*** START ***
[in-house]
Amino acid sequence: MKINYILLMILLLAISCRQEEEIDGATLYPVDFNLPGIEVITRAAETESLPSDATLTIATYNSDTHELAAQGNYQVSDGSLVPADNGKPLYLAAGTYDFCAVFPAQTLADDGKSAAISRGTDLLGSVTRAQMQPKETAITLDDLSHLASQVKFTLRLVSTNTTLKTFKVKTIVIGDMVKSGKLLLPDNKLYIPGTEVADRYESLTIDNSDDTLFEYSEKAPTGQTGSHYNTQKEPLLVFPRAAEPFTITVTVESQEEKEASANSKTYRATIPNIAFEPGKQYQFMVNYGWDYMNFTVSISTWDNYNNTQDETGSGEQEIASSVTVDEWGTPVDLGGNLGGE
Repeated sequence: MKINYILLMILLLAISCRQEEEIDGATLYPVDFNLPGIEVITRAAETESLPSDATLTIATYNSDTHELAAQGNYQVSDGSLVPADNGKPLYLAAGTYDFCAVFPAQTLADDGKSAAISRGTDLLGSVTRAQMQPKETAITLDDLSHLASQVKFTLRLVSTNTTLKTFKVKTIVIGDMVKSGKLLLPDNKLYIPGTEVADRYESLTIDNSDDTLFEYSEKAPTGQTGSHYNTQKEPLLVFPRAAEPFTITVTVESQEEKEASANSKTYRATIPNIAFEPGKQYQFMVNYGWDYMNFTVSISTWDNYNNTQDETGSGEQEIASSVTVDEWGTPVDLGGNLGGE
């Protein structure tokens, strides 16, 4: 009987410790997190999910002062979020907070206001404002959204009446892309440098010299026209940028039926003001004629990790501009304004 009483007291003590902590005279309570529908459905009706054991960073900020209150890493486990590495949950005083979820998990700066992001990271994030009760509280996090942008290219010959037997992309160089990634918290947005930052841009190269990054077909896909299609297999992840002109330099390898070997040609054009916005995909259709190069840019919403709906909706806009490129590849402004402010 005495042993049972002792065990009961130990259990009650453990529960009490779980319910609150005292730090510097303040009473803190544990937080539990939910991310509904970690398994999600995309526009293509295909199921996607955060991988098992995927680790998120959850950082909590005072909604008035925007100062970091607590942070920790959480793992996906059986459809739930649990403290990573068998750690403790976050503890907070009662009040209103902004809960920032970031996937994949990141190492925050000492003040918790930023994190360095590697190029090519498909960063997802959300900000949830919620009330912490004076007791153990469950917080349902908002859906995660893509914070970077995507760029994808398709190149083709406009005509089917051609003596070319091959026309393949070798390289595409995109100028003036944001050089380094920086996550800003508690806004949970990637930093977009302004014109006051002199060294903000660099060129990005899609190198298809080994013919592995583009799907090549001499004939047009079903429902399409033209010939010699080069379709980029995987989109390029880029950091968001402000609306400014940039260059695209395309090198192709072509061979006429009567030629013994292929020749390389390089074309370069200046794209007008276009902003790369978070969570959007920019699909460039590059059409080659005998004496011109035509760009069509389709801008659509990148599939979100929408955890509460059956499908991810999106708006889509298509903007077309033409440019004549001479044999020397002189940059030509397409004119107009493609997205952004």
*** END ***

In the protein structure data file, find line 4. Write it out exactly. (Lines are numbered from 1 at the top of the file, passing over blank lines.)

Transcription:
């Protein structure tokens, strides 16, 4: 009987410790997190999910002062979020907070206001404002959204009446892309440098010299026209940028039926003001004629990790501009304004 009483007291003590902590005279309570529908459905009706054991960073900020209150890493486990590495949950005083979820998990700066992001990271994030009760509280996090942008290219010959037997992309160089990634918290947005930052841009190269990054077909896909299609297999992840002109330099390898070997040609054009916005995909259709190069840019919403709906909706806009490129590849402004402010 005495042993049972002792065990009961130990259990009650453990529960009490779980319910609150005292730090510097303040009473803190544990937080539990939910991310509904970690398994999600995309526009293509295909199921996607955060991988098992995927680790998120959850950082909590005072909604008035925007100062970091607590942070920790959480793992996906059986459809739930649990403290990573068998750690403790976050503890907070009662009040209103902004809960920032970031996937994949990141190492925050000492003040918790930023994190360095590697190029090519498909960063997802959300900000949830919620009330912490004076007791153990469950917080349902908002859906995660893509914070970077995507760029994808398709190149083709406009005509089917051609003596070319091959026309393949070798390289595409995109100028003036944001050089380094920086996550800003508690806004949970990637930093977009302004014109006051002199060294903000660099060129990005899609190198298809080994013919592995583009799907090549001499004939047009079903429902399409033209010939010699080069379709980029995987989109390029880029950091968001402000609306400014940039260059695209395309090198192709072509061979006429009567030629013994292929020749390389390089074309370069200046794209007008276009902003790369978070969570959007920019699909460039590059059409080659005998004496011109035509760009069509389709801008659509990148599939979100929408955890509460059956499908991810999106708006889509298509903007077309033409440019004549001479044999020397002189940059030509397409004119107009493609997205952004």